Sight and Sensibility: Evaluating Pictures
Dominic McIver Lopes
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Looking at pictures, we see in them the scenes they depict, and any value they have springs from these experiences of seeing-in. Sight and Sensibility presents the first detailed and comprehensive theory of evaluating pictures. Dominic Lopes confronts the puzzle of how the value of seeing anything in a picture can exceed that of seeing it face to face--his solution pinpoints how seeing-in is like and unlike ordinary seeing. Moreover, since part of what we see in pictures is emotional expressions, his book also develops a theory of expression especially tailored to pictures.
Not all evaluations of pictures as opportunities for seeing-in are aesthetic--others are cognitive or moral. Lopes argues that these evaluations interact, for some imply others. His argument entails novel conceptions of aesthetic and cognitive evaluation, such that aesthetic evaluation is distinguished from art evaluation as essentially tied to experience, and that cognitive evaluations assess cognitive capacities, including perceptual ones. Ultimately, Lopes defends images against the widespread criticism that they thwart serious thought, especially moral thought, because they merely replicate ordinary experience. He concludes by presenting detailed case studies of the contribution pictures can make to moral reflection.
Sight and Sensibility will be essential reading for anyone working in aesthetics and art theory, and for all those intrigued by the power of images to affect our lives.
scene to express an emotion attributable neither to the scene nor to the picture’s creator? The ‘Air’ of Pictures 63 Hypothetical personalism There are symmetrical and asymmetrical solutions to the missing person problem for scene expression. According to asymmetrical solutions, scene expression is the expression of a person outside the picture (e.g. its creator), whereas ﬁgure expression is the expression of a person in the world of the picture. On symmetrical solutions, the emotion a scene
which the Gauls succumb to a contagion of anger. Anger is shown by multiple superimpositions of an angry ﬁgure or by separating it from the ground plane, as if shaking; by spiral lines fanning out from the ﬁgure’s head; by straight lines radiating from the mouth, as if expelling something with great force; and by smoke emanating from the angry ﬁgure’s head. Dress is rarely discussed as a vehicle of expression—consider the attire of Bruegel’s dancing peasants and the variety of costumes Rembrandt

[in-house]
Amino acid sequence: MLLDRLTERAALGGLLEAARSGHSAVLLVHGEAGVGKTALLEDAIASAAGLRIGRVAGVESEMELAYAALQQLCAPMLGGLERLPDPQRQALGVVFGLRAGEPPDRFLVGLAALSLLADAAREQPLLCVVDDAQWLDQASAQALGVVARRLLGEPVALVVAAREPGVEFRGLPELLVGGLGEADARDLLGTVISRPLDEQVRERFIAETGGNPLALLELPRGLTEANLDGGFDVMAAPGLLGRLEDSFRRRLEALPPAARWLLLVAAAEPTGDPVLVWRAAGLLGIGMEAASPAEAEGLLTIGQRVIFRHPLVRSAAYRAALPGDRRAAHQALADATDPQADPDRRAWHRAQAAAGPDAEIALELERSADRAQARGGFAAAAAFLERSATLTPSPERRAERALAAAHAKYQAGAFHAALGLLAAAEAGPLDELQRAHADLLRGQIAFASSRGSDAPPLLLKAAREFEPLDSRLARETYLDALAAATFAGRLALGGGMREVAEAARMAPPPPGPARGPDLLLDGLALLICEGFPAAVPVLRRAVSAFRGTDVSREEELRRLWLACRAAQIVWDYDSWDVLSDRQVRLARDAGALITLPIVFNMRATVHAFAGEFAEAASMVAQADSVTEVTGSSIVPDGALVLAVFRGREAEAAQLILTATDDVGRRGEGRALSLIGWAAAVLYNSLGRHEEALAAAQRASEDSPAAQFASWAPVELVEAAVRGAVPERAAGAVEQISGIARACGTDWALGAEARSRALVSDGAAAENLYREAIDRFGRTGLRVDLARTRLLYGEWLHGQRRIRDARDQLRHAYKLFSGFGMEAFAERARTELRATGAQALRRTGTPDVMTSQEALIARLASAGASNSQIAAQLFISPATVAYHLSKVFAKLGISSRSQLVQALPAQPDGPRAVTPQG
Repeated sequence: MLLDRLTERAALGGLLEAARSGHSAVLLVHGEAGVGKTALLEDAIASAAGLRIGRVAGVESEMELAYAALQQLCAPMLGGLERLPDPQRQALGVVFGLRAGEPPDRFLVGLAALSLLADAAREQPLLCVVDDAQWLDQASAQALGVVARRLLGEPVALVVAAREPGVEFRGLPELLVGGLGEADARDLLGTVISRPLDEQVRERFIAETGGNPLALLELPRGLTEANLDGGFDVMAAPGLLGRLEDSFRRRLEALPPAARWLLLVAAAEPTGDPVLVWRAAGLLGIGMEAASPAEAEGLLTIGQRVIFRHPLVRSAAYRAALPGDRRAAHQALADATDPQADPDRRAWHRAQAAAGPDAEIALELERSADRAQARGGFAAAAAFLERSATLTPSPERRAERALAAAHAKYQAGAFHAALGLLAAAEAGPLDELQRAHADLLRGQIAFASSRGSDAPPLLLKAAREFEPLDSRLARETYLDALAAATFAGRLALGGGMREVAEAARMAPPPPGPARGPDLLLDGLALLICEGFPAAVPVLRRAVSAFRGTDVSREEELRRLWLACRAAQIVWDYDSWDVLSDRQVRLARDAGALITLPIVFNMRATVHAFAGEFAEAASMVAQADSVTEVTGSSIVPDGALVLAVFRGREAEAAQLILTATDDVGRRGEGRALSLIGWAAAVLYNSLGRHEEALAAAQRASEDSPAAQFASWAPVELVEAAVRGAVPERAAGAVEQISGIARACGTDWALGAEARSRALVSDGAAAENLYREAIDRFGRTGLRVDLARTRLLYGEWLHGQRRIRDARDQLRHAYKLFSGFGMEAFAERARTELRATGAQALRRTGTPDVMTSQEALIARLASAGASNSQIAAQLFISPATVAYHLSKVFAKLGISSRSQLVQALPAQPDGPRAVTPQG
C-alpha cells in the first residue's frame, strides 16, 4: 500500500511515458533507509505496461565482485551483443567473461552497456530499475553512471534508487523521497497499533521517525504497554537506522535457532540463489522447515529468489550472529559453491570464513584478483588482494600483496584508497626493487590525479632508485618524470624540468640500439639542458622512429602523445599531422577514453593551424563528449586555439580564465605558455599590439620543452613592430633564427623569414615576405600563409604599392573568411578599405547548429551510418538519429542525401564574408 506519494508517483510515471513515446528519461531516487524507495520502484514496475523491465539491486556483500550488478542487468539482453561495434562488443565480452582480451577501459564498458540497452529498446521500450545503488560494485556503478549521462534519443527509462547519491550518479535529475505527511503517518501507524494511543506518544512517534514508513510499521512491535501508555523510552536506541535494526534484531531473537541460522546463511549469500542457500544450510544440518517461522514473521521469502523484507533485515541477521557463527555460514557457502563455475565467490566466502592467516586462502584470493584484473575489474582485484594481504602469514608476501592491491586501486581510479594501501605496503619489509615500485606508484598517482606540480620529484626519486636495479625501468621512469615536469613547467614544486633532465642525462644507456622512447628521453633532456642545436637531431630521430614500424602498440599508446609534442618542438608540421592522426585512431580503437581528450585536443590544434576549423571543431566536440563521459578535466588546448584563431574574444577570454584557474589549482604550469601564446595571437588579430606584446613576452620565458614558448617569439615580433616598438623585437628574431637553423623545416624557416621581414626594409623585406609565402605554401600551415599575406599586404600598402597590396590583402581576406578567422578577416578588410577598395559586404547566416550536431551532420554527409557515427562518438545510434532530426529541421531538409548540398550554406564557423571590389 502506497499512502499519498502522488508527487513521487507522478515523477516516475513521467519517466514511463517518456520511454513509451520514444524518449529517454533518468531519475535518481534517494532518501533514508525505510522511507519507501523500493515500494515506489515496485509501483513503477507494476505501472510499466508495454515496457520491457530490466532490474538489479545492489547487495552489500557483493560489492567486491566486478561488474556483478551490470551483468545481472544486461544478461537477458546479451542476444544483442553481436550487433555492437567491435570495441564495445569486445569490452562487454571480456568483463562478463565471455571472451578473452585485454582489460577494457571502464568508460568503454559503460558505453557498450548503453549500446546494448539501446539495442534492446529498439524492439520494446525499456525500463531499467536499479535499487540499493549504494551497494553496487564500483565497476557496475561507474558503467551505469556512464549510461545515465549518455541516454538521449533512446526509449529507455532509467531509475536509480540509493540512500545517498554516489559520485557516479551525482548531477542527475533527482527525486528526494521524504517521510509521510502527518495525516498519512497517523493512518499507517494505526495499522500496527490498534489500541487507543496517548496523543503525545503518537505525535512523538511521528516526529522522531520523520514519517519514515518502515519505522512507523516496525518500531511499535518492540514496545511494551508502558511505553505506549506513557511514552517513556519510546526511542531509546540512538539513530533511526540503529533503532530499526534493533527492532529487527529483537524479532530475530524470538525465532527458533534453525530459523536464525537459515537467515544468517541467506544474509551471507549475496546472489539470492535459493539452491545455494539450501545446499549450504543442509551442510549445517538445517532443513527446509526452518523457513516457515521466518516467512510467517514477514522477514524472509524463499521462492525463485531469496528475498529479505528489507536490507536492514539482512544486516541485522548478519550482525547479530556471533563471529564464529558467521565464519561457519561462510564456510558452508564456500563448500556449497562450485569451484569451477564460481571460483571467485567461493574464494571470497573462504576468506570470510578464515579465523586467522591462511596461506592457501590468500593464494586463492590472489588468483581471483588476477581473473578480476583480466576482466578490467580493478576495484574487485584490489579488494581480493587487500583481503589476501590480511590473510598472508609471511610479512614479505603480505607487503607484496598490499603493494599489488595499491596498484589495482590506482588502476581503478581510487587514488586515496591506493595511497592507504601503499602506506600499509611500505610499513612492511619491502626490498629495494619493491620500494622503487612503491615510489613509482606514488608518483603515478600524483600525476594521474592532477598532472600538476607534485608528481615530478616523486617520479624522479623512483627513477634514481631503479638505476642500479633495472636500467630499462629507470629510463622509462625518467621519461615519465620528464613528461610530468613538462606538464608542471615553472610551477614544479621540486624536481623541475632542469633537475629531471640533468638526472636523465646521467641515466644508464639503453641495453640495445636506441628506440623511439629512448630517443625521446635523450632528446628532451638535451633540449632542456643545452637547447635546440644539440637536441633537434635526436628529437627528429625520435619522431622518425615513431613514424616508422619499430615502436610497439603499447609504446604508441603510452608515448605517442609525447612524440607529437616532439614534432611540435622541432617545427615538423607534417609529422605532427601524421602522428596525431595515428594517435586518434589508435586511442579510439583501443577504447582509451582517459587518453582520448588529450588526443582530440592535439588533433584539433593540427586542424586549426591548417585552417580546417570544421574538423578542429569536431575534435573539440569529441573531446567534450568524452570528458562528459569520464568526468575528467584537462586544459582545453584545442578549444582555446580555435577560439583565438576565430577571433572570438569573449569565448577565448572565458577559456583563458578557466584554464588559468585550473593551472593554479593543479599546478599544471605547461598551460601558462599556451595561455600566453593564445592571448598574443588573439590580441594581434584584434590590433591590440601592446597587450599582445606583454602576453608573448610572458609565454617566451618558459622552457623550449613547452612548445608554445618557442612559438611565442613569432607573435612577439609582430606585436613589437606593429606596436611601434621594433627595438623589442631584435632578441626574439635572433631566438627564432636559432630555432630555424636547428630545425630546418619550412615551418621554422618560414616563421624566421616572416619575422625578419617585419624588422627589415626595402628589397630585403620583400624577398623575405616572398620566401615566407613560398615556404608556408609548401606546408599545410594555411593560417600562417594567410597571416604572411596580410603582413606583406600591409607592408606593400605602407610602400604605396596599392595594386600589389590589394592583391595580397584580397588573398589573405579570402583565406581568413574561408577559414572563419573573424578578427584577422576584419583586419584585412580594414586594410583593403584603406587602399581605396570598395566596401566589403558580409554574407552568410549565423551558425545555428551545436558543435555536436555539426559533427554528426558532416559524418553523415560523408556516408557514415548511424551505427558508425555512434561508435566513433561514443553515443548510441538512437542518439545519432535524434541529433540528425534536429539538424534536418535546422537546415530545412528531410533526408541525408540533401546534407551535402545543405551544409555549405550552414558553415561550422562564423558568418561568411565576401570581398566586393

evaluation—or any other type of non-aesthetic evaluation—appeals to aesthetic quarantine. Some autonomists have invoked aesthetic quarantine, sometimes as a self-evident truth, and vestiges of this kind of aestheticism can be found in surprising corners of contemporary culture. Many people sometimes suggest that the aesthetic inhabits a realm apart from all other realms of value. 8 Introduction Aesthetic quarantine and saturation are implausible, and no respectable argument has been given for
what is involved in our knowing what we know. Only if pictures fail to convey knowledge on any plausible theory of warrant should we question whether pictures convey knowledge at all. The pieces of knowledge extracted from Belshazzar’s Feast illustrate the variety of grounds that can warrant knowledge about and through pictures. The belief that the painting is executed in oils 136 Drawing Lessons may be warranted simply in virtue of the fact that it derives from your seeing that it is painted
language of cognitive evaluation targets traits as well as states (of belief ). Persons are praised as insightful, curious, open-minded, clear, determined, impartial, or thorough. They are also denounced Drawing Lessons 145 as obtuse, complacent, narrow, confused, pig-headed, biased, or lazy. We achieve at least some of our cognitive goals through the exercise of several ‘intellectual virtues’, and the possession of an intellectual virtue is, all things considered, a cognitive good (e.g.